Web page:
"Promotional Product Problem Solving" with Swagdog's Top Dog

Posted by Samantha Stallard on March 15, 2017
Find me on:


At Pop2Life we don’t work with vendors, we have longstanding professional relationships with trusted partners. And one of our favorite partner calls to make is to Swagdog, a trendsetting,branded merchandise manufacturer based in Baltimore, MD, because it means we get to giveaway awesome promotions to our event attendees - spreading happiness beyond the length of the experience. It also means we get to work with President Russ White and his killer team.

Swagdog and Pop2Life have collaborated on some of our most epic brand experiences for clients such as The Walking Dead, HGTV, Comedy Central, and Food Network, including Cupcake Challenge and Tiny Tailgate. When we work with Swagdog, we know that our attendees are going to get custom, one-of-a-kind, you guessed it, swag to take home with them. There’s a mutual desire to accomplish great things for our brand partners and their consumers - ensuring that everyone who interacts with our experience leaves with a memory (and a maybe a T-shirt or two...)

I got the chance to interview White, to discuss the history of the company, his take on event apparel trends, some of the coolest experiential activations he's ever worked on, and how the industry has changed over the last 20+ years.


A South Park 20 Experience brand ambassador poses in her Swagdog shirt at NYCC in October 2016

What's the Swagdog story? How did the company get started?

My personal story started at University of Maryland, I was selling t-shirts for what I'll call "beverage money" and it was pretty successful and a very quick start to the entrepreneurial world. It was immediate gratification and became addicting. As I grew the business, I expanded by selling, mainly to beach stores, along the east coast. My business partner, Michael Shock, and I have designed and sold together since 1993. We grew the business through sales, but then wanted to control production, so we started to produce in-house and other companies began asking us to produced for them, too.

Over the last 24 years, we've pivoted from dealing with retail stores to dealing with corporate costumers. We aimed at helping to solve problems for corporations and marketing companies, which ended up being a more fulfilling hit for our company. Everyday is different when we're working alongside agencies like Pop2Life, because we never know what you guys are going to throw at us - and its fun! Our business is solving a problem and it happens to be a t-shirt, a pen, or a mug, but, in some cases, what we produce is totally unexpected. Having a partner that understands the business like Pop2Life makes our job that much easier. You give us the whole picture and say "solve it."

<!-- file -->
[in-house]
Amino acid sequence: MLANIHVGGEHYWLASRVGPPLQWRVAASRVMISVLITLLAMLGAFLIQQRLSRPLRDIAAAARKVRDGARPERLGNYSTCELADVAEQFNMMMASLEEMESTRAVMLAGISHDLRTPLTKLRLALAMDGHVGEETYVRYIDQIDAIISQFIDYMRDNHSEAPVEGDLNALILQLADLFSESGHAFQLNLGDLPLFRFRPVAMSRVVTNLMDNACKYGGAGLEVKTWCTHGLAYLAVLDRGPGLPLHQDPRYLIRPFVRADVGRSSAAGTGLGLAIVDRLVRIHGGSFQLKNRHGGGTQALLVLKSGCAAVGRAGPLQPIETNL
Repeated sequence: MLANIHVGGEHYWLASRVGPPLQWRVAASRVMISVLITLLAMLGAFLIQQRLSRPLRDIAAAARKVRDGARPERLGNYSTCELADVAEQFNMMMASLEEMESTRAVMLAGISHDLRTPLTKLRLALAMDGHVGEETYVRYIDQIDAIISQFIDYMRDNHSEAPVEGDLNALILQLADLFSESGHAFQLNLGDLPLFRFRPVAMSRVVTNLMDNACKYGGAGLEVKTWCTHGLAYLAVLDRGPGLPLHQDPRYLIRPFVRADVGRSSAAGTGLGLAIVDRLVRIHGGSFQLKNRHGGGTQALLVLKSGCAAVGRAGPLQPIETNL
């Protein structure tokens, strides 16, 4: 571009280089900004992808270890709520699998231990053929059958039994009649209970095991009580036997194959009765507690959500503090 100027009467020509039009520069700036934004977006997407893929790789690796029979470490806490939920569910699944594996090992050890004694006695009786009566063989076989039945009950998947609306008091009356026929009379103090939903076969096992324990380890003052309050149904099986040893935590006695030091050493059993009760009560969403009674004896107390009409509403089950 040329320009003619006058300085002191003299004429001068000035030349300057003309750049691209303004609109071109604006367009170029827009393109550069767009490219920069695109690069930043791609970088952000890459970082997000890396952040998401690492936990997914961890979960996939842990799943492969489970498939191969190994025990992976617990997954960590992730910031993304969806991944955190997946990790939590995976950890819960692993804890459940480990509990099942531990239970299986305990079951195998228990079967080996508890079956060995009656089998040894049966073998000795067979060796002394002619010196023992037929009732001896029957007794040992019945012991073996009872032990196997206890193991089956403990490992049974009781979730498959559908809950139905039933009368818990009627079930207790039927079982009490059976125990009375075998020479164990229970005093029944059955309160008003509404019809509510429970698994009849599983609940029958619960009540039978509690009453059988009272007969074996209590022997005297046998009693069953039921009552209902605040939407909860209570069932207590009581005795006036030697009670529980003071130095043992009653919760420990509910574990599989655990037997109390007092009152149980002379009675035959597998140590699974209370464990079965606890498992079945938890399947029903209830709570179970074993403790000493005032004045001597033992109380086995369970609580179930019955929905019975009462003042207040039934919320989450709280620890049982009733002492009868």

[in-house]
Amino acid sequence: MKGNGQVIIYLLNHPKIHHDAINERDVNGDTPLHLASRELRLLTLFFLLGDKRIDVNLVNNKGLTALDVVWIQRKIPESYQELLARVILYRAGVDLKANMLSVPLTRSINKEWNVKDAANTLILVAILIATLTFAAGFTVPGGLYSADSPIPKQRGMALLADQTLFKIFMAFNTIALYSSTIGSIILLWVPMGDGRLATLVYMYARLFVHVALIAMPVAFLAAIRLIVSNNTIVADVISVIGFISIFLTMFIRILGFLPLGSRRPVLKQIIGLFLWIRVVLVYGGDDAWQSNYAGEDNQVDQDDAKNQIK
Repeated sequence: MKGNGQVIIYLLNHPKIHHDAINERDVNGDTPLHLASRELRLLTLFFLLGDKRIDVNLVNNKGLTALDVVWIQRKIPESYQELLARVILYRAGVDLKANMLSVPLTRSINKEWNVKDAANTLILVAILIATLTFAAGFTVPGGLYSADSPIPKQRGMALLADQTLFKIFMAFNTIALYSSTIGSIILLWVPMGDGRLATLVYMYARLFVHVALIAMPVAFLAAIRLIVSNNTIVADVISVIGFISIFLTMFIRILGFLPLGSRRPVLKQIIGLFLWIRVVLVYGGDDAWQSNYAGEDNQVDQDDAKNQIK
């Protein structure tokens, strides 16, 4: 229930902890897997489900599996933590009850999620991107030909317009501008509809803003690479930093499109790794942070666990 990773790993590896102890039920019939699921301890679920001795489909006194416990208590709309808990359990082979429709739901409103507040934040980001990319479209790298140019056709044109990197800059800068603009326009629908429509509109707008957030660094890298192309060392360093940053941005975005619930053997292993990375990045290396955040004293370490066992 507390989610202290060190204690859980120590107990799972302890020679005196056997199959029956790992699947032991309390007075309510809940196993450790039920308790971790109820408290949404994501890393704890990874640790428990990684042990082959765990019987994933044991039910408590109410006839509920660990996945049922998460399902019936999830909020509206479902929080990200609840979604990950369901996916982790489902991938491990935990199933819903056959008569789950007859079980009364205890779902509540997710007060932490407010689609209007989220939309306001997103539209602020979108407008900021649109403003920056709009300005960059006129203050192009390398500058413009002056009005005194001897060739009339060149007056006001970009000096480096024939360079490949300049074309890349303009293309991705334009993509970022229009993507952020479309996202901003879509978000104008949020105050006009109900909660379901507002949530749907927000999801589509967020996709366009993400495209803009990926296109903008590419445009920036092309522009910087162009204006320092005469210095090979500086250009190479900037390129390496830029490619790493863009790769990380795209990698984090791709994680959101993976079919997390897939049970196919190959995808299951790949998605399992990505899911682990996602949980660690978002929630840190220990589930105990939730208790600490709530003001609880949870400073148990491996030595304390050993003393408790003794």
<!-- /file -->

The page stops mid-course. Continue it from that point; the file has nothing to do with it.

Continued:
Where does the name Swagdog come from?

We came up with this name for our web presence in 2006 and we liked it so much, we transitioned the whole company's name. We were trying to come up with a brand that was a B2C, so it had to be something quick and catchy. I'm kind of a traditionalist and it took me a little while to get used to being called Mr. Swagdog, I'm the type of guy that wears khakis and a polo everyday. The name was so catchy that people came to us and we knew we had to change the whole company to that name. The logo is fantastic, I think it helps our brand. Although, we do get a lot of people asking if we sell dog products!


Swagdog popcorn ready for The Walking Dead fans at the season seven premiere in October 2016

How do you define your services?

We are promotional product problem solving - we try to figure out what your needs are and then solve that problem for you. If you have an event that has 5,000 people attending and your budget is $5,000, well then my job is to come up with the most creative product to service the people that are going to that event. Or if you are trying to do a giveaway for your executive team and you need the best The North Face jacket for a certain amount of money, I'll find it.

It's all about taking the needs of the customer and combining it with the knowledge that our team has. We have been doing this for a long time, so there is almost nothing we haven't seen. We listen and we take the information you have and solve the problem that you have for you.